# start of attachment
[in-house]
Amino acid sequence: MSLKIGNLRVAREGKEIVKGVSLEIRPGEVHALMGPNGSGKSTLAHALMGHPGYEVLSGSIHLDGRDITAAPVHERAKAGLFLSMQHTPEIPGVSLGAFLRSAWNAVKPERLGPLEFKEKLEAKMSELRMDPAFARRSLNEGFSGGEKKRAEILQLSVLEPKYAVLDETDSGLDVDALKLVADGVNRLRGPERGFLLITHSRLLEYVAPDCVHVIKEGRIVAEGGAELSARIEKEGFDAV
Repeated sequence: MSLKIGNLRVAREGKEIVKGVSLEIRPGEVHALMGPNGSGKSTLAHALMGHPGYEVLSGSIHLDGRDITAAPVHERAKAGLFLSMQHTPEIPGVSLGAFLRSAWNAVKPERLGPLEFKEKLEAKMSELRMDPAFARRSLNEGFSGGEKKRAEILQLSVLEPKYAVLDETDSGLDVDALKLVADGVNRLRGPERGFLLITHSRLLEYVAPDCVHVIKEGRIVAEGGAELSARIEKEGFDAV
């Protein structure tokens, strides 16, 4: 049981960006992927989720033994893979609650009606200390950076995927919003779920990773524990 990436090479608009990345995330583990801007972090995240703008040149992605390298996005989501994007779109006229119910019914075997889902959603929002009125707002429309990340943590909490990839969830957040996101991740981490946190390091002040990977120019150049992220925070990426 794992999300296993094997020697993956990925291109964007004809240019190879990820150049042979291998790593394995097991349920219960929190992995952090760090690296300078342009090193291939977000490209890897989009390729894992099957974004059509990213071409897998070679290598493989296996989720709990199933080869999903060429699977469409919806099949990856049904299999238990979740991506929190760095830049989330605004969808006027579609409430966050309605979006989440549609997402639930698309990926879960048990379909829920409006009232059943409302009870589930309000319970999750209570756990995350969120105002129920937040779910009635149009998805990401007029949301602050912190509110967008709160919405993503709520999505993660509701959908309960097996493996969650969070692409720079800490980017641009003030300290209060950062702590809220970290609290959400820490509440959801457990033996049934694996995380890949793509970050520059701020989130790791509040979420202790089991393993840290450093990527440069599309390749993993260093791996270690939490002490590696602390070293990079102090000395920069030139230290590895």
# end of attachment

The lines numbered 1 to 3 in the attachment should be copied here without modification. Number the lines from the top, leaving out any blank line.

[in-house]
Amino acid sequence: MSLKIGNLRVAREGKEIVKGVSLEIRPGEVHALMGPNGSGKSTLAHALMGHPGYEVLSGSIHLDGRDITAAPVHERAKAGLFLSMQHTPEIPGVSLGAFLRSAWNAVKPERLGPLEFKEKLEAKMSELRMDPAFARRSLNEGFSGGEKKRAEILQLSVLEPKYAVLDETDSGLDVDALKLVADGVNRLRGPERGFLLITHSRLLEYVAPDCVHVIKEGRIVAEGGAELSARIEKEGFDAV
Repeated sequence: MSLKIGNLRVAREGKEIVKGVSLEIRPGEVHALMGPNGSGKSTLAHALMGHPGYEVLSGSIHLDGRDITAAPVHERAKAGLFLSMQHTPEIPGVSLGAFLRSAWNAVKPERLGPLEFKEKLEAKMSELRMDPAFARRSLNEGFSGGEKKRAEILQLSVLEPKYAVLDETDSGLDVDALKLVADGVNRLRGPERGFLLITHSRLLEYVAPDCVHVIKEGRIVAEGGAELSARIEKEGFDAV